After the week that was, this weekend has been about whanau.
Spent Saturday with the girls - took them to Te Papa, then played board games in the afternoon. As we prepped dinner, we listened to the Spotify playlist - “50 Great Female Vocalists”.
Letting B & Z be introduced to Aretha, Marianne, Erykah, Carly Simon and Mary J. Blige seemed appropriate at this of all times.
Over dinner I discussed the 1981 Springbok tour with Bella. We started at 1995, because she’d heard something about food poisoning, then rolled back to 1981, mentioned the Baby Blacks, and even chatted about the 1976 Montreal Olympics. She was really surprised and disappointed that New Zealand had been the reason 20 African nations had boycotted the Olympics.
After a week of dismay and an inability to really articulate that dismay to Bella; that conversation felt like winning, and part of long, ongoing process of being a parent who's fostering empathy and critical thinking.
Starting with the stories from this place.
But that Cavaliers tour of South Africa took place in 1986.
We’re no shining lights are we?
For all the story we tell ourselves that 1981 was a turning point - the Cavaliers tour took part five years later, and a decade after the Montreal Olympics.
And via the nzhistory site, I learnt this fact about the 1987 Rugby World Cup. Something that was a direct result of the Cavaliers tour, and something I was totally unaware of. It captures in such a #yeahnah way, how we as Kiwis can lead a movement and yet undermine it at the same time.
In my reading, I found from 2011 this story in the NZ Herald which captures the naive idealism of some on the tour, the bluntness of others who saw still no link between sport and politics, and ultimately the entitled pragmatism of those that could rationalise the Cavaliers tour on the basis that it gave New Zealand the core of the winning 1987 RWC side.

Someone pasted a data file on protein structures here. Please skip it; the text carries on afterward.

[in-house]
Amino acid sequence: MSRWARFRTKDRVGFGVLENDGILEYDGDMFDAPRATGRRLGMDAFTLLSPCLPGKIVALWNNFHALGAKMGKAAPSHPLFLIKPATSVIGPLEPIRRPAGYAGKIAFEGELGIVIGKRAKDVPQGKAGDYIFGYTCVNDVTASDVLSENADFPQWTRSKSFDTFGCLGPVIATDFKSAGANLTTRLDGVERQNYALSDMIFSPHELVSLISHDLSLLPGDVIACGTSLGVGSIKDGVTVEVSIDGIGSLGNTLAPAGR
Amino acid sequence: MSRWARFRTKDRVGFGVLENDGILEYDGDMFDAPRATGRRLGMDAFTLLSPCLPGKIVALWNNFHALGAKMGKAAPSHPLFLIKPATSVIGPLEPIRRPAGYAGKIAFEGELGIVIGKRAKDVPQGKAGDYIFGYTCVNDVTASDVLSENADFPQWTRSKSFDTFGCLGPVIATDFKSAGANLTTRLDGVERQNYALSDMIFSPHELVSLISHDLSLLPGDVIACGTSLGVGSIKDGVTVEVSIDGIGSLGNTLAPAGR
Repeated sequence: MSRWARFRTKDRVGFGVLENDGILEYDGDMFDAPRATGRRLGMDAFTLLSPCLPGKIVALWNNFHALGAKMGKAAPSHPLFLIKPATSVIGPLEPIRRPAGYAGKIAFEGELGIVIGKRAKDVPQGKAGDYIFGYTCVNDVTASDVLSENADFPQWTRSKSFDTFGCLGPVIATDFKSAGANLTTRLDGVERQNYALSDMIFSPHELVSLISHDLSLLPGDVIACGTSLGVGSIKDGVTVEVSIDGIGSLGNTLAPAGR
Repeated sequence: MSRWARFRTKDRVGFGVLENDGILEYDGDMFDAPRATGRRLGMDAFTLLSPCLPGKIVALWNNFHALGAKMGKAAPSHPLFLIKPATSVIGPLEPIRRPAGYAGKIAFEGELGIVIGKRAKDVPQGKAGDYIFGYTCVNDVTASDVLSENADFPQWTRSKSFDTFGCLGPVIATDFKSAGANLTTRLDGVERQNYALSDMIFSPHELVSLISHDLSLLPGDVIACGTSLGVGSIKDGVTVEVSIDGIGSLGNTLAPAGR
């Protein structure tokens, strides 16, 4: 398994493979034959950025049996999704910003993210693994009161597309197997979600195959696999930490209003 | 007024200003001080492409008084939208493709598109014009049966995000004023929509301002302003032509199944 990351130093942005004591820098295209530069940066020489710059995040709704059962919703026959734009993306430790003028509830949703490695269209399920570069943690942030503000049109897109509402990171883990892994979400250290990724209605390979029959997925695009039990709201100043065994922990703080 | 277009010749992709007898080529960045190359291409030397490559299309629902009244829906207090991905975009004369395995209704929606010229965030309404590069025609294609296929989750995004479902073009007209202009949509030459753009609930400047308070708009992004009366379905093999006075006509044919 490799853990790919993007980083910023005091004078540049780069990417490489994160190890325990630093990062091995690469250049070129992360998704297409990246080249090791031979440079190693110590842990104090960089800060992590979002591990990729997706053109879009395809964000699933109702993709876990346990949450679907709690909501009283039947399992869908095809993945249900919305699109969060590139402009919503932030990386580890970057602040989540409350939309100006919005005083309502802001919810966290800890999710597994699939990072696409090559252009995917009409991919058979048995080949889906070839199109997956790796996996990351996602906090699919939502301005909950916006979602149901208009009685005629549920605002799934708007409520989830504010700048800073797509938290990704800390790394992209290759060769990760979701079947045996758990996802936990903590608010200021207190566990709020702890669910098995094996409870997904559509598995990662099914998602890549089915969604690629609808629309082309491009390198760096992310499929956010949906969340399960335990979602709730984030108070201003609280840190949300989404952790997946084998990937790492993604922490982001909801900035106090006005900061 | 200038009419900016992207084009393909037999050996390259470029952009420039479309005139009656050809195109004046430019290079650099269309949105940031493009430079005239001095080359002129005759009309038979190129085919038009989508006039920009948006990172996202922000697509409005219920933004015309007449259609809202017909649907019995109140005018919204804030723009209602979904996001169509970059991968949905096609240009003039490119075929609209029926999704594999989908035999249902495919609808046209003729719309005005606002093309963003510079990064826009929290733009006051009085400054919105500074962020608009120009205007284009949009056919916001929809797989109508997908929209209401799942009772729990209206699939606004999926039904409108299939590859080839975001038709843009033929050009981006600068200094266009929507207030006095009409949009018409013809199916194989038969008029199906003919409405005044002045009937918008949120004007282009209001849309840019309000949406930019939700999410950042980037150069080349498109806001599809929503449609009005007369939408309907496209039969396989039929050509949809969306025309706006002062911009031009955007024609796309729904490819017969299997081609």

In that respect the whole series of events is almost Trump-esque - it's not about how you do it - it's just about the winning.
Two other pieces of writing have been in my head this weekend.
Owen Marshall's incredible piece, The Divided World via Courtney, has so many deliberate and incisive points. Moments of it reminded me of Bill Hicks monologues, and the piece captures the truth of it.
The world is divided between those who realise their own value, and those who think they may still amount to something; between those who prefer quiz shows, and those who still await their frontal lobotomy; between the old which has lost its edge, and the new which has not been tested; between indecision and hypocrisy, between feeble vacillation and energetic error; between cup and lip. The world is divided between those who understood the significance of Randolph Scott, and the new generation.
Beth, who's a friend from high school in the Philippines, writes here, and has penned what I'm calling a "Prayer for the Desolate Wasteland of our Winterous Discontent".
Any opening of a faux-liturgy that opens with and includes the phrasing "Well, fuck." deserves a sharing.
A Prayer for America Knowing She’s Hurt and Hoping She’ll Heal but Not Being Sure of Much of Anything Right Now (and Because We Believe You, Oh God, Always Hear the Cries of Our Hearts Even When We Don’t Know Exactly Which Words to Use), We Pray in Earnest Devotion: